UK-based feminine hygiene brand Bodyform’s recent Bloodnormal campaign has taken everybody by surprise, by introducing the first advert for a sanitary towel that features a depiction of actual period blood. Finally there is a brand willing to break the silence around the topic with a more accurate and realistic representation of female menstruation, although this should have happened earlier.
The advert contains a series of scenes to make periods more realistic to viewers. This includes a testing scene where red liquid is used to show the product’s absorbency, instead of the blue liquid that is commonly seen in other similar adverts, as well as a shower scene in which period blood runs down a woman’s leg, and a scene where a man buys sanitary towels without any signs of discomfort.
These groundbreaking scenes demonstrate the brand’s intention to remove the social stigma associated periods. It encourages consumers, regardless of gender, to accept female menstruation as a natural part of life and something they should not shy away from discussing. This is embodied by the adverts’ tagline: “Periods are normal. Showing them should be too.”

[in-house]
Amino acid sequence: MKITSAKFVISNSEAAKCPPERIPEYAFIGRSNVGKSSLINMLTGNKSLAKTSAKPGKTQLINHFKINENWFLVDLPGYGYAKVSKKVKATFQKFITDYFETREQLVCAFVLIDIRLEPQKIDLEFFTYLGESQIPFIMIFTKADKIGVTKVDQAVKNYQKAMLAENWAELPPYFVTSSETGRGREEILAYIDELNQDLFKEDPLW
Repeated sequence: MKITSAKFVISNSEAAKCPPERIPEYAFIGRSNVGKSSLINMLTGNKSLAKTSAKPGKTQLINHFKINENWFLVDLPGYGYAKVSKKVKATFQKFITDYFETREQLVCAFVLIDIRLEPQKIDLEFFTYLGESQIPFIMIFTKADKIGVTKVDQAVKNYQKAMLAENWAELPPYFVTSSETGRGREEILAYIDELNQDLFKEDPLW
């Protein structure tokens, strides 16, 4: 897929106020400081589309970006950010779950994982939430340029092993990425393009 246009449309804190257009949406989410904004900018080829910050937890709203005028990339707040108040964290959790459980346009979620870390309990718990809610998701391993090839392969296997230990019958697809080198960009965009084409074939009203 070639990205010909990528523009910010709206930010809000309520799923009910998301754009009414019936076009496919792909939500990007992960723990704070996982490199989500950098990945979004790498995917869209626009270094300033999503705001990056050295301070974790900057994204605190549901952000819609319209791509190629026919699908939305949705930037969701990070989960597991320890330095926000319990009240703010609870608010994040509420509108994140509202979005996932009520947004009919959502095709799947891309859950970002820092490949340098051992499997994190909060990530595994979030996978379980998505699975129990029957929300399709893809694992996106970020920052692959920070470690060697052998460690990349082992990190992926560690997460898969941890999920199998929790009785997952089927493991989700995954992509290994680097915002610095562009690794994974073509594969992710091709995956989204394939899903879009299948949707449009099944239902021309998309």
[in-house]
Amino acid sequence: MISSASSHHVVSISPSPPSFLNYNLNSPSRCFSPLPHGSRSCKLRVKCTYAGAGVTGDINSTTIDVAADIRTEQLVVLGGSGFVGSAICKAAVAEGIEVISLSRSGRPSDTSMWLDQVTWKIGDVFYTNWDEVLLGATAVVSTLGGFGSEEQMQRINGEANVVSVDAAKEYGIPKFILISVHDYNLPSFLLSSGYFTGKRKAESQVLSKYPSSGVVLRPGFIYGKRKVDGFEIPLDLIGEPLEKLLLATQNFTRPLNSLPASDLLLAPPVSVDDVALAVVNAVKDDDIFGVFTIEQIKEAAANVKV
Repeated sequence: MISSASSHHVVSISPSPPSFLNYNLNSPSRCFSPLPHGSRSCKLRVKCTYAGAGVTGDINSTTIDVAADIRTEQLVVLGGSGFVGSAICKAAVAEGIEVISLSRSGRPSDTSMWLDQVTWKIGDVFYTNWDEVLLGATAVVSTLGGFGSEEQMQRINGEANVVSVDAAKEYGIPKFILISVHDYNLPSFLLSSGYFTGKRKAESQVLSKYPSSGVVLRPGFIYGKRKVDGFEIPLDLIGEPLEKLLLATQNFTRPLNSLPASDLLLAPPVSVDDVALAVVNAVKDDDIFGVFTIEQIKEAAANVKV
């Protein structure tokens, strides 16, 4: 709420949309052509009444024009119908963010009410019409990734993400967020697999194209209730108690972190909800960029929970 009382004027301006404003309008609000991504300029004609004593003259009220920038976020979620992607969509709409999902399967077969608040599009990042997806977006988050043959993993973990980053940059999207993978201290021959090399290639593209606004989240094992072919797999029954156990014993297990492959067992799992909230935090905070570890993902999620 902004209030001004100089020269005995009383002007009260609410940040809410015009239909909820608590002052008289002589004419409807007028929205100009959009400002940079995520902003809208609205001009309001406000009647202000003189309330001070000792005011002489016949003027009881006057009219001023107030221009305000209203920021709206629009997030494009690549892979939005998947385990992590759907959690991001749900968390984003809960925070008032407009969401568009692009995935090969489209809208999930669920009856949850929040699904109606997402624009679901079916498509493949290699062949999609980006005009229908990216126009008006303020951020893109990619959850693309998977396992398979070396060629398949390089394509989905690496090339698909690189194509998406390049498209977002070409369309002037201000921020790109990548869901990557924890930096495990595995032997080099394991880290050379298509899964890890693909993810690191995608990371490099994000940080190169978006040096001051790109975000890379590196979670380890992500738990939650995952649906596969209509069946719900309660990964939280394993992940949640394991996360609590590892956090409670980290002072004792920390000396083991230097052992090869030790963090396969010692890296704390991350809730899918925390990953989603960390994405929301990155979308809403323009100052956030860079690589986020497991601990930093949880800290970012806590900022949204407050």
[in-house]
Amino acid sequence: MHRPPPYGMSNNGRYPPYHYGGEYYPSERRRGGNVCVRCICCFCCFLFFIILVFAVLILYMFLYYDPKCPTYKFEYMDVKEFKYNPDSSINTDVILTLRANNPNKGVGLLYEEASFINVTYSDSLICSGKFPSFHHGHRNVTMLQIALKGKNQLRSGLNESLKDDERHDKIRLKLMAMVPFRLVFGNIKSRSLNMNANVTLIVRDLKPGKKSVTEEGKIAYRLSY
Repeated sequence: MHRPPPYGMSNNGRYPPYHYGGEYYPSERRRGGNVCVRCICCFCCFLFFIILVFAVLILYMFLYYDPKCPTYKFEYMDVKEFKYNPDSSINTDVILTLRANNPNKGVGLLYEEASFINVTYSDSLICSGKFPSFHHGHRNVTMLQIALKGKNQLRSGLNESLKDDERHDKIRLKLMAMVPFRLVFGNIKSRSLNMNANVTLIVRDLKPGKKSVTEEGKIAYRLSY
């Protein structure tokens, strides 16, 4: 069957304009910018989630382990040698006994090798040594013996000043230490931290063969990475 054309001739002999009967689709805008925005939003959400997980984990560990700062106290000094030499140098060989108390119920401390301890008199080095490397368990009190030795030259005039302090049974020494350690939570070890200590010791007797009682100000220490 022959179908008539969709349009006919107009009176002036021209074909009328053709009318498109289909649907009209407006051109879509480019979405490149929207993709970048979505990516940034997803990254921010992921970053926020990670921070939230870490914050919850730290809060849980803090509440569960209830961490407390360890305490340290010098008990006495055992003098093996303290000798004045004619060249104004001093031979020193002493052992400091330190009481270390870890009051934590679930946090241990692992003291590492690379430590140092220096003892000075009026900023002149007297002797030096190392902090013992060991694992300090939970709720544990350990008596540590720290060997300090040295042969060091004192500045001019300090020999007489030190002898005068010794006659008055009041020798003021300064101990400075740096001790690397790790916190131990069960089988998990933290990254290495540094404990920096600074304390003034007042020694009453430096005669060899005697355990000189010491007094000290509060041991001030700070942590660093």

The campaign went viral. Two weeks after it was uploaded, the ad had attracted over two million views on Bodyform’s official Youtube channel, and 51k views on its Facebook page. Many women praised Bodyform’s effort on social media for realistically representing and normalizing periods, and its attempt to challenge and break the taboo.
Challenging the stigma around periods
The emergence of ‘real blood’ in a sanitary towel advert should also provoke thoughts in the industry. Despite the common nature of blood-related scenes and violence in mainstream media, many brands continue to use artificial blue ‘blood’ and whisper the word period as if it is something shameful.
It shows how little the industry has progressed in its attempts to relate to its target audience and encourage acceptance of everyday bodily functions. It also shows a lack of initiative and willingness to destigmatise the period, a normal physical phenomenon that the industry depends on to make a profit.
In 2016 the Feminine Hygiene market was worth just under $30bn worldwide. Sanitary pads accounted for almost two-thirds of this, and tampons represented an additional 10%. While Bodyform celebrates its commercial success, the wider industry should be doing some serious reflection.